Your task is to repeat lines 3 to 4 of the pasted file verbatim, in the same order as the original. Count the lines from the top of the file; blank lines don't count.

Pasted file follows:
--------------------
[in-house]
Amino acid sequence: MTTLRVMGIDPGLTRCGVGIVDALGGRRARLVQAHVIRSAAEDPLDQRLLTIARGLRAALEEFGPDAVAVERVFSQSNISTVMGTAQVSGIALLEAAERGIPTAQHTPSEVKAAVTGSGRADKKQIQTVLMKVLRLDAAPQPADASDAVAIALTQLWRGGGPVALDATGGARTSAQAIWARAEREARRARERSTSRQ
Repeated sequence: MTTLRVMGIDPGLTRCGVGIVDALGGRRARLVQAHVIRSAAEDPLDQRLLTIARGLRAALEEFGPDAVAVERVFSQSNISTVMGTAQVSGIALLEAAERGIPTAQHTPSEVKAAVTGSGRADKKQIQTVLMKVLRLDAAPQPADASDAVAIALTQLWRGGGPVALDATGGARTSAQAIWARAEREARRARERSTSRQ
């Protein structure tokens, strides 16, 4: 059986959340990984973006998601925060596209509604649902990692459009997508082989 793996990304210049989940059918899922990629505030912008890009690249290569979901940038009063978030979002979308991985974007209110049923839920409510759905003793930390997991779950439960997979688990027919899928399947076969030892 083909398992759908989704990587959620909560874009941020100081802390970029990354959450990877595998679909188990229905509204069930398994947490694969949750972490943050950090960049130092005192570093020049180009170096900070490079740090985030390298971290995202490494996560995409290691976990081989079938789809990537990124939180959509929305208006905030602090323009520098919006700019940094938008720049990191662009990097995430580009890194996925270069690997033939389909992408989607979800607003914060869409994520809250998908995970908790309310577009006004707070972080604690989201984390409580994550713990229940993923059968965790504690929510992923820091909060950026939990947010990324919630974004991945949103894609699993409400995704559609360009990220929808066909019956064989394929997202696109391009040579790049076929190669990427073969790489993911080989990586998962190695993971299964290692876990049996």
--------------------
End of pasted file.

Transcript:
Repeated sequence: MTTLRVMGIDPGLTRCGVGIVDALGGRRARLVQAHVIRSAAEDPLDQRLLTIARGLRAALEEFGPDAVAVERVFSQSNISTVMGTAQVSGIALLEAAERGIPTAQHTPSEVKAAVTGSGRADKKQIQTVLMKVLRLDAAPQPADASDAVAIALTQLWRGGGPVALDATGGARTSAQAIWARAEREARRARERSTSRQ
């Protein structure tokens, strides 16, 4: 059986959340990984973006998601925060596209509604649902990692459009997508082989 793996990304210049989940059918899922990629505030912008890009690249290569979901940038009063978030979002979308991985974007209110049923839920409510759905003793930390997991779950439960997979688990027919899928399947076969030892 083909398992759908989704990587959620909560874009941020100081802390970029990354959450990877595998679909188990229905509204069930398994947490694969949750972490943050950090960049130092005192570093020049180009170096900070490079740090985030390298971290995202490494996560995409290691976990081989079938789809990537990124939180959509929305208006905030602090323009520098919006700019940094938008720049990191662009990097995430580009890194996925270069690997033939389909992408989607979800607003914060869409994520809250998908995970908790309310577009006004707070972080604690989201984390409580994550713990229940993923059968965790504690929510992923820091909060950026939990947010990324919630974004991945949103894609699993409400995704559609360009990220929808066909019956064989394929997202696109391009040579790049076929190669990427073969790489993911080989990586998962190695993971299964290692876990049996």